Rose became involved in a very small Civil Rights Committee with the United Auto Workers Local 95 union. Bernice Hachett had been the chair of the committee and Rose became secretary. Rose was on the committee for about seven years before José Carrillo joined the group.
The Martin Luther King Jr. Service Award started as a committee project in 1980. For the first several years, the award ceremony and event were held at the UAW Hall. Attendance was small, though, which was frustrating for the organizing group.
José Carrillo, originally from Guadalajara, Mexico, was always an activist, even as a teenager in Mexico, helping to get people to vote in their elections. After making his way to America, and then to Wisconsin, he kept busy working for the rights of Latino workers at GM with the UAW. When Bernice retired, José stepped in and became the head of the Civil Rights Committee.
José asked Shirley Brickson and Rose Ackley to go to different conventions and things because they had NAACP cards. They would learn things and bring that information back to the committee. The group also organized diversity classes for about 10 people at a time.
Rose noted, “People think they’re not racist, but I had women in my class crying because their eyes were opened to the truth. There isn’t just one form of racism, there are many kinds and some are very subtle.”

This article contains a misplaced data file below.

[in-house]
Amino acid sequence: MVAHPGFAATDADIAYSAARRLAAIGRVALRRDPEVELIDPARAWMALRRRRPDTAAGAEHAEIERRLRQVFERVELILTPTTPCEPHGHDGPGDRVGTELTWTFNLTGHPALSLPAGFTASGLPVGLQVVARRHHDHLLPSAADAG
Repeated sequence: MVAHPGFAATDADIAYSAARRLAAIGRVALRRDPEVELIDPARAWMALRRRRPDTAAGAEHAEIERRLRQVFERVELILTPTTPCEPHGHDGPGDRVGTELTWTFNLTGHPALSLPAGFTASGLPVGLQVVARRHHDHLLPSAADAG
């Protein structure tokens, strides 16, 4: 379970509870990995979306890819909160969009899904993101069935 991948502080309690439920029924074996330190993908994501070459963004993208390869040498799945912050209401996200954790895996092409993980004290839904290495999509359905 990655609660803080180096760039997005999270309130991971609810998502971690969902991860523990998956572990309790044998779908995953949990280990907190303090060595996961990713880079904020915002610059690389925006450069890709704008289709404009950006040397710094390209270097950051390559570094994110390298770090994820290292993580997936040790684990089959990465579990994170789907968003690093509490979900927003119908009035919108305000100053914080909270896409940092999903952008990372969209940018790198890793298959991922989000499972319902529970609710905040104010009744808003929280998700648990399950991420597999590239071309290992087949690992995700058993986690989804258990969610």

The group was trying to inform and educate people about the varying degrees of racism.
With the low attendance at the MLK event, the group decided to try and bridge the divide between Beloit and Janesville, to bring the two cities together. They went to the dean of Blackhawk Technical College to see if they could host the event. The dean agreed and was very helpful. At BTC, the event grew over the years.
Several awards were given out since that first ceremony. Some of them were:
• MLK Service Award
• The Freedom Award
• YWCA Peace Award
• YWCA Racial Justice Award
• Lifetime Civil Rights Service Award
In 2008, GM announced the closing of the Janesville plant. As just one more piece of the domino effect after GM closed its doors, the UAW Civil Rights Committee dispersed. Rose was the only one left to keep things together.
Slowly things turned around again. The dean of Blackhawk Technical College continued to host the MLK event and the Diversity Action Team of Rock County became involved led by members like Santo Carfora, Neil Deupree and Leslie Brunsell.